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My love for gardening developed in my early years, I was given a patch at the bottom of the garden. I started growing a variety of colourful bedding plants,that was it I was hooked.It took me over a decade of working in high street retail to realise I needed to re-plant myself in a new bed with new soil and a brighter aspect to enable me to flourish.I found a position in a garden centre and worked my way up to managing the outdoor area.

Unconsciously I knew that being outdoors and handling plants helped my mood and fitness and wanted to share this with the customers. When as a company we started a relationship with Thrive a charity using gardening to change lives, I requested to become involved and was given the role as the Thrive Ambassador.I started attending their courses which fired my passion to learn more about the positive effects that plants have on our health and well-being. I was asked by Thrive if I would like to do their Award in social and therapeutic horticulture which I completed in 2018.I was also asked to put together several presentations for inhouse training with the garden centre staff and ideas on how to promote the benefits to our customers by using visual displays.

When I made my career change almost 25 years ago it made me think we have something in common with plants,we need to be in the right position to really thrive,I started to relay this to the customers and the idea that gardening is a 2- way relationship, if we nurture the plants and understand their needs they will in turn nurture us.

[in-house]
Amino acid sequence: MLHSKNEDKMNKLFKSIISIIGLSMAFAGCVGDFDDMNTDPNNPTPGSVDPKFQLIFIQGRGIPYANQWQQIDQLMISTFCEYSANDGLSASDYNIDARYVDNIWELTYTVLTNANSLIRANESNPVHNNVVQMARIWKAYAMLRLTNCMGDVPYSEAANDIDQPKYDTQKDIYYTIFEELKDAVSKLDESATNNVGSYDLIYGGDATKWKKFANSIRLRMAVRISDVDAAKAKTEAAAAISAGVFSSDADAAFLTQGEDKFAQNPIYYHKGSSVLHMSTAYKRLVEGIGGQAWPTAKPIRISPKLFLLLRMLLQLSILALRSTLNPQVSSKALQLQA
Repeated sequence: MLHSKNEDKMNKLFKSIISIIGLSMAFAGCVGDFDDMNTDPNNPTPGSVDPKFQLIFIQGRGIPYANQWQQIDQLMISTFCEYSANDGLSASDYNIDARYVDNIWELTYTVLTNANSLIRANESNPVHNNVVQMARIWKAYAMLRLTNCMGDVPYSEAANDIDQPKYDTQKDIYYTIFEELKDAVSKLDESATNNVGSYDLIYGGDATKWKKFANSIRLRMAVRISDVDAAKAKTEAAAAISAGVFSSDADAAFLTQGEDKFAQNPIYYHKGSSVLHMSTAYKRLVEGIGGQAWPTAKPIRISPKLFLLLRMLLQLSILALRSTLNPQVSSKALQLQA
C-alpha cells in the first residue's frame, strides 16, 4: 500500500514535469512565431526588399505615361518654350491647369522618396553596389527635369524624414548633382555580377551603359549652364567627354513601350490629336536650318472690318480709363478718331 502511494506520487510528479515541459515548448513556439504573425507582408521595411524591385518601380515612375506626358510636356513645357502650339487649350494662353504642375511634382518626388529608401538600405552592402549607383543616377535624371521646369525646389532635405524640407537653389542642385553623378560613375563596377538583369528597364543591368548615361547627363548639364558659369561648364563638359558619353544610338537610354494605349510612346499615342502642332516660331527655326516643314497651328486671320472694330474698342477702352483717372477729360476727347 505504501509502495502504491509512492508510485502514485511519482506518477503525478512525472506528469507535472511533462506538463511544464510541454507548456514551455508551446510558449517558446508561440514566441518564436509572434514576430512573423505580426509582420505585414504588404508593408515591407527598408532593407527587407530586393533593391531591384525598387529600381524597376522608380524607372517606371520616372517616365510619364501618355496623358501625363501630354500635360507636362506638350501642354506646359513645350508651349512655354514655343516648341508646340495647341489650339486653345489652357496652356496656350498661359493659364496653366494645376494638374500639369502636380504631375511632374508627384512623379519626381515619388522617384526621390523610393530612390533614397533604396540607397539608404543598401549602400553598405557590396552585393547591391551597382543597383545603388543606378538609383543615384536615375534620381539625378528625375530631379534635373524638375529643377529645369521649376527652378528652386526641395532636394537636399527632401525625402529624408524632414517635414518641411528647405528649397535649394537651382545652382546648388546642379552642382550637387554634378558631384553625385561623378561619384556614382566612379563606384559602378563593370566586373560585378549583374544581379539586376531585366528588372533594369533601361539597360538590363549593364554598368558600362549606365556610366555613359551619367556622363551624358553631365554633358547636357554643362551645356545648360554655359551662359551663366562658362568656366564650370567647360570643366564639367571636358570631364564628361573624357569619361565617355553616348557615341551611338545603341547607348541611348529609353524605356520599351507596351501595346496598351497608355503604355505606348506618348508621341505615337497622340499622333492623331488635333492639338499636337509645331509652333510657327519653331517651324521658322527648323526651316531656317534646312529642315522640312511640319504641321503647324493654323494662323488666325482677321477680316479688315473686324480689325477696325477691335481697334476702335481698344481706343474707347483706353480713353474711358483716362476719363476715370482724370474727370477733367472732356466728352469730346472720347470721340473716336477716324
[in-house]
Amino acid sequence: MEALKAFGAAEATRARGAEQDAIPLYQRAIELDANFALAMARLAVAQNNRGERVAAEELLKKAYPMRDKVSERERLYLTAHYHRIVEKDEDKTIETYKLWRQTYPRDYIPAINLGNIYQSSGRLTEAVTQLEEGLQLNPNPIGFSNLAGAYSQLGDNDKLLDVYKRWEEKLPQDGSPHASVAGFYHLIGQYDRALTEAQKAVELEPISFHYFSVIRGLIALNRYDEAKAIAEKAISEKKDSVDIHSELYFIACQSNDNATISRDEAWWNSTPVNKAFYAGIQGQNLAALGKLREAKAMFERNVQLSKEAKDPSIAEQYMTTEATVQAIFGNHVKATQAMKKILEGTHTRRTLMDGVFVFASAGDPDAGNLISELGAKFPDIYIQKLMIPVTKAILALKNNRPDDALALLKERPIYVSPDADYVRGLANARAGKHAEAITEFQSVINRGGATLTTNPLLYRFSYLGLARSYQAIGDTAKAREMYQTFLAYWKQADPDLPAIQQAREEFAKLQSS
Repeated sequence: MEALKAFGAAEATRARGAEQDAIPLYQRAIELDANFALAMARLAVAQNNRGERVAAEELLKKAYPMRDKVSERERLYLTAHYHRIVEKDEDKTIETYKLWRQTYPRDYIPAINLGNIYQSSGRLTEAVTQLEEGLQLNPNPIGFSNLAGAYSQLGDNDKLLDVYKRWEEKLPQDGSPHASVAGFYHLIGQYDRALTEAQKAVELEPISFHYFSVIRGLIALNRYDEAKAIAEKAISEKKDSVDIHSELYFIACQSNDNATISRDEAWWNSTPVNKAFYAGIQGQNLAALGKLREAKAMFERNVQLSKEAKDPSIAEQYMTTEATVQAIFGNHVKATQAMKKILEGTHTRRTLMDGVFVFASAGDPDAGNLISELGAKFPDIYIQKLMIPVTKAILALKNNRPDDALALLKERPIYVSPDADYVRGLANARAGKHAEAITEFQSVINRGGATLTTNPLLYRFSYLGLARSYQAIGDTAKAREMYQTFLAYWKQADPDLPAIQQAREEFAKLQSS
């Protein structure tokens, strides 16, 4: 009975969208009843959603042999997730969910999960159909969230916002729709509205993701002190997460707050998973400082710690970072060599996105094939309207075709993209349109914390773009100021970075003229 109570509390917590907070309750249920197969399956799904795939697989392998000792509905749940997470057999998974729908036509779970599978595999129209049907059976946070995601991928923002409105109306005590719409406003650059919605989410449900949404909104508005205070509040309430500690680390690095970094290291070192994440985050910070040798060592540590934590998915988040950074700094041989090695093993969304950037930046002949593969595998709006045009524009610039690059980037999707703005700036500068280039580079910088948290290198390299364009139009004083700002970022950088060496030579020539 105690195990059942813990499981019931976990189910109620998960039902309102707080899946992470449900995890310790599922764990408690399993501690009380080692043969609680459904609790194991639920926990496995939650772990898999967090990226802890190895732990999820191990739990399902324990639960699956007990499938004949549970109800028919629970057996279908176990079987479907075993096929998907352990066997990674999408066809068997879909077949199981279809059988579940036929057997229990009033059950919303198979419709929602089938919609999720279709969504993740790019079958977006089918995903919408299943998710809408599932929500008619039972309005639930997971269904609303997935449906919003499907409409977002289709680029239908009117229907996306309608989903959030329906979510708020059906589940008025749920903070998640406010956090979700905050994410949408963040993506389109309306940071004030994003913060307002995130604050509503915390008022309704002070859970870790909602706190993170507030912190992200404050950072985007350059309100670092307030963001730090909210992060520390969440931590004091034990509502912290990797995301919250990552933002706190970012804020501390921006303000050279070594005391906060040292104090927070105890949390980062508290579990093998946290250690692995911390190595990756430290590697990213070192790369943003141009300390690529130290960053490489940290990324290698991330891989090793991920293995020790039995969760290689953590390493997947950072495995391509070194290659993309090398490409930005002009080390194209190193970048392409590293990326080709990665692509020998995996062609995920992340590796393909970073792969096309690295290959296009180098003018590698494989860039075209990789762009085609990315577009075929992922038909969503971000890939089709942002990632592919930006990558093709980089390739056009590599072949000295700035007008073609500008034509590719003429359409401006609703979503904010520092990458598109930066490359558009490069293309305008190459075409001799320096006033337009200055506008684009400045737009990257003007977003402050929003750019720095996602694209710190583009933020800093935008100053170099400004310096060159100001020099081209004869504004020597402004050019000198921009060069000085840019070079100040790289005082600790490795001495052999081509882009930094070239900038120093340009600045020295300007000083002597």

There are many benefits when we spend time in a garden, firstly it connects us to nature and the benefits of growing things that attract pollinating insects,we can also encourage wildlife into the garden to help keep down pests reducing use of chemicals.Gardening also has physical benefits like burning off calories, controlling our blood pressure which can lower the chances of developing health conditions. Being outdoors promotes our bodies to make vitamin D which helps the formation of healthy bones and immune system,along with that there are also proven psychological benefits, It’s a great way to relieve stress and may also help reduce symptoms of anxiety and depression.


People coping with isolation may find relief by joining a community garden or allotment. A garden is a great place to be social,also a perfect place to practice mindfulness, promotes all of our senses and a great place to teach children to grow their own food and the benefits of healthy eating.

I now work as an outreach therapist with people in their own gardens,together we create a program to help the client have a positive connection with their garden. This can sometimes mean adapting it and teach new ways to garden due to a physical health condition and helping people regain motivation to plan for the future and have a sense of purpose.